CUnit is a testing framework for the C programming language. It's not a popular testing framework, nor it is commonly used. ☠️

$ sudo apt-get update
$ sudo apt-get install libcunit1 libcunit1-doc libcunit1-dev

The documentation is available here.

Get Started with CMake

Assuming you want to use cunit with a cmake project, you'll have to manually write some code first. Add to a CMakeLists.txt:

find_package(CUnit REQUIRED)

You need to create a finder ./cmake/modules/FindCUnit.cmake.

find_path(CUNIT_INCLUDE_DIRS CUnit/CUnit.h)
find_library(CUNIT_LIBRARIES NAMES CUnit cunit)



Add to a CMakeLists.txt before the find_package call:


There is obviously no support for ctest. We can only generate an executable and run it.

# Create an executable for your test suites
    # ...

# Link CUnit to your test target
target_link_libraries(my_testing_target ${CUNIT_LIBRARIES})

Basic Test Suite

A suite is a group of tests that share the same purpose, e.g., for instance, tests that are specific to one component/function/file.

Let's first define a header my_suite.h. It only exposes to others a way to create our suite, which is needed to run it.

#ifndef MY_SUITE_H
#define MY_SUITE_H

int my_suite_createSuite();

#endif //MY_SUITE_H

To create a suite, we need to use CU_add_suite.

#include <CUnit/CUnit.h>
#include <stdlib.h>

int my_suite_createSuite() {
    CU_pSuite suite = NULL;
    // Add our suite to the registry
    suite = CU_add_suite("Suite_Name", NULL, NULL);
    if (NULL == suite) {
        return CU_get_error();

    // Add our test to the suite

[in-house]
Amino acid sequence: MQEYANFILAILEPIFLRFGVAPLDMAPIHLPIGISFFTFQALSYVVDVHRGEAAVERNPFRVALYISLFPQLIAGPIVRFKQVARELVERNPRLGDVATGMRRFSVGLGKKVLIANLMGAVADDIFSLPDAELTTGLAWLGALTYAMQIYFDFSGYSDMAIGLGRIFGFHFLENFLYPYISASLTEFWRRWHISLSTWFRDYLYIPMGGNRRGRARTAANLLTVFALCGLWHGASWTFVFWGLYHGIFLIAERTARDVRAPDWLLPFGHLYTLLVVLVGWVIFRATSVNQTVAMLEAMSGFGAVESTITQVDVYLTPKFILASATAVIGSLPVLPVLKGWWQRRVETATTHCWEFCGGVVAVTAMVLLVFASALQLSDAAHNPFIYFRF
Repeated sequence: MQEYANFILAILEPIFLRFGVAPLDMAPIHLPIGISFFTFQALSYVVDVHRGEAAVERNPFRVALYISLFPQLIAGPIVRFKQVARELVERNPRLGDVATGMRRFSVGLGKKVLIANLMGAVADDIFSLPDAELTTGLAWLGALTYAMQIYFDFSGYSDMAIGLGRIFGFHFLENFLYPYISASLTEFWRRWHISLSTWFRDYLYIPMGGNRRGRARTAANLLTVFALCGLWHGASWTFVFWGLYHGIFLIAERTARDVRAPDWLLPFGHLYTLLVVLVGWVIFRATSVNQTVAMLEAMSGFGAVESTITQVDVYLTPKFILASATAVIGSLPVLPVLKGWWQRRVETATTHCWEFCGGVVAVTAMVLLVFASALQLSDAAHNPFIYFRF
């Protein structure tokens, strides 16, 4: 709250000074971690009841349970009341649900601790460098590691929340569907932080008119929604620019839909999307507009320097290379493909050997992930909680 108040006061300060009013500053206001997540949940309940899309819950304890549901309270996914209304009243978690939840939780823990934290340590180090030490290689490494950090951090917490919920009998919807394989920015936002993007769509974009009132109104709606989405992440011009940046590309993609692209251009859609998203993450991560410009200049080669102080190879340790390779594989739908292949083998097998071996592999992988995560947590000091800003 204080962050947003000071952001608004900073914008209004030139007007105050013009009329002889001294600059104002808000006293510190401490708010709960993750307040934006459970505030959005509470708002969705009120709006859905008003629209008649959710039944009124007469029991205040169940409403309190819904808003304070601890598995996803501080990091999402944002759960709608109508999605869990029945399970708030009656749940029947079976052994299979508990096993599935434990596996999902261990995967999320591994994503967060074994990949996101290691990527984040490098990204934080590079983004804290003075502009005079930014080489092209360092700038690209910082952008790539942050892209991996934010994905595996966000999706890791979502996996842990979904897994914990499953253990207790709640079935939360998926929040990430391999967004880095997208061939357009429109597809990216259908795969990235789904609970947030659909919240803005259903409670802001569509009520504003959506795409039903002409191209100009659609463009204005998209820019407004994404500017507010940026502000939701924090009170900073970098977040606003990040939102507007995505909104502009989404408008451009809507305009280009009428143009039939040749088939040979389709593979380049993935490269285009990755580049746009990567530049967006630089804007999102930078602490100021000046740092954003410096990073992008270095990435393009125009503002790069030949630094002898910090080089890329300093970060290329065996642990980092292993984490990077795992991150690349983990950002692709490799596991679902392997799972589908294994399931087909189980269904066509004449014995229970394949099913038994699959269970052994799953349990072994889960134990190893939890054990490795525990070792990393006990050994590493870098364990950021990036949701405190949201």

// ...

    return EXIT_SUCCESS;

➑️ CU_add_suite allows you to define two methods which are respectively called before and after all tests.

Now, we can start writing some tests:

#include <CUnit/CUnit.h>

void test_example(void) {
    CU_ASSERT(1 == 1);    // test passed if true
    CU_ASSERT_TRUE(1);    // test passed if true
    CU_ASSERT_FALSE(0);   // test passed if false
    CU_ASSERT_PTR_NULL(NULL);     // test passed if null
    CU_ASSERT_PTR_NOT_NULL(NULL); // test pass if not null
    CU_ASSERT_EQUAL(1, 1);        // test passed if equal
    CU_ASSERT_NOT_EQUAL(5, 0)     // test passed if different
    CU_ASSERT_STRING_EQUAL("x", "y")     // test passed if equal
    CU_ASSERT_STRING_NOT_EQUAL("x", "y") // test passed if different
    CU_PASS("msg");     // mark the test as successful
    CU_FAIL("msg");     // mark the test as failed
    // see also: CU_ASSERT_PTR_EQUAL, *_FATAL, etc.

You will then have to add them to your suite:

    // Add our test to the suite
    if (NULL == CU_add_test(suite, "Test_Name", test_example)) {
        return EXIT_FAILURE;
    // ...

If needed, you can get the error message of a failed test using:

char* msg = CU_get_error_msg();

Running Tests

To run your tests, you will have to initialize CUnit, declare listSuite, and pick a runner. First, to initialize CUnit:

#include <CUnit/CUnit.h>
#include <stdlib.h>

int main() {
    CU_pSuite pSuite = NULL;
    int res;

    /* initialize the CUnit test registry */
    if (CUE_SUCCESS != CU_initialize_registry())
        return CU_get_error();

    for (int i = 0; i < NUMBER_OF_SUITES; i++) {
        res = listSuite[i](pSuite);
        if (res == EXIT_FAILURE) {
            return CU_get_error();

    /* Run all tests using the ??? interface */
    /* ... */

    /* Clean up registry and return */
    return CU_get_error();

The listSuite array contains all of your suite initialization methods allowing us to connect them to the runner.

#include "my_suite.h"

// Add all methods to create suites below 
int (*listSuite[NUMBER_OF_SUITES])(CU_pSuite) = {

Using the basic runner πŸ“, test results are printed on the screen.

#include <CUnit/Basic.h>

/* Run all tests using the basic interface */

Using the console runner πŸ€–, there is a console interface to run tests:

#include <CUnit/Console.h>

/* Run all tests using the console interface */